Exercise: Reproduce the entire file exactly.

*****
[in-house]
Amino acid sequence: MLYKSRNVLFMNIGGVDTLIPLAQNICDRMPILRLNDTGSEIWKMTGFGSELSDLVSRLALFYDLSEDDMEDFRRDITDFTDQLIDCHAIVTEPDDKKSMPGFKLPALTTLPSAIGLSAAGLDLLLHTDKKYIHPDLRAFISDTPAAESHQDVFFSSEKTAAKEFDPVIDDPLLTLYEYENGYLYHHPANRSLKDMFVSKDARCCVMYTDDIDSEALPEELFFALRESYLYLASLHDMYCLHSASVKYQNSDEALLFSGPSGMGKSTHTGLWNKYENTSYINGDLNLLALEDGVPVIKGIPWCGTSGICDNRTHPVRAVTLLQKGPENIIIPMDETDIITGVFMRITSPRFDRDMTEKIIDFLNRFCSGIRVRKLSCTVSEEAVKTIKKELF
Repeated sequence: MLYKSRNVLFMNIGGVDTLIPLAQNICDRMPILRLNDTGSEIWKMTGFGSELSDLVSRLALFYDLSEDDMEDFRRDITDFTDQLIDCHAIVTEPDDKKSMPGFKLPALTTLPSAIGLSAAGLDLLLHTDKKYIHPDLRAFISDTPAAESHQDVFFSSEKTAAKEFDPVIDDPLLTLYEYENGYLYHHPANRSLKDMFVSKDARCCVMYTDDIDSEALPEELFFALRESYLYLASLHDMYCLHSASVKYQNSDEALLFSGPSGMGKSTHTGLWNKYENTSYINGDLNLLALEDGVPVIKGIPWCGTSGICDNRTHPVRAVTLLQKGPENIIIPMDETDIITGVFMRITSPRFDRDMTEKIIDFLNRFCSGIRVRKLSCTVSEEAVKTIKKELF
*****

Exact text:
[in-house]
Amino acid sequence: MLYKSRNVLFMNIGGVDTLIPLAQNICDRMPILRLNDTGSEIWKMTGFGSELSDLVSRLALFYDLSEDDMEDFRRDITDFTDQLIDCHAIVTEPDDKKSMPGFKLPALTTLPSAIGLSAAGLDLLLHTDKKYIHPDLRAFISDTPAAESHQDVFFSSEKTAAKEFDPVIDDPLLTLYEYENGYLYHHPANRSLKDMFVSKDARCCVMYTDDIDSEALPEELFFALRESYLYLASLHDMYCLHSASVKYQNSDEALLFSGPSGMGKSTHTGLWNKYENTSYINGDLNLLALEDGVPVIKGIPWCGTSGICDNRTHPVRAVTLLQKGPENIIIPMDETDIITGVFMRITSPRFDRDMTEKIIDFLNRFCSGIRVRKLSCTVSEEAVKTIKKELF
Repeated sequence: MLYKSRNVLFMNIGGVDTLIPLAQNICDRMPILRLNDTGSEIWKMTGFGSELSDLVSRLALFYDLSEDDMEDFRRDITDFTDQLIDCHAIVTEPDDKKSMPGFKLPALTTLPSAIGLSAAGLDLLLHTDKKYIHPDLRAFISDTPAAESHQDVFFSSEKTAAKEFDPVIDDPLLTLYEYENGYLYHHPANRSLKDMFVSKDARCCVMYTDDIDSEALPEELFFALRESYLYLASLHDMYCLHSASVKYQNSDEALLFSGPSGMGKSTHTGLWNKYENTSYINGDLNLLALEDGVPVIKGIPWCGTSGICDNRTHPVRAVTLLQKGPENIIIPMDETDIITGVFMRITSPRFDRDMTEKIIDFLNRFCSGIRVRKLSCTVSEEAVKTIKKELF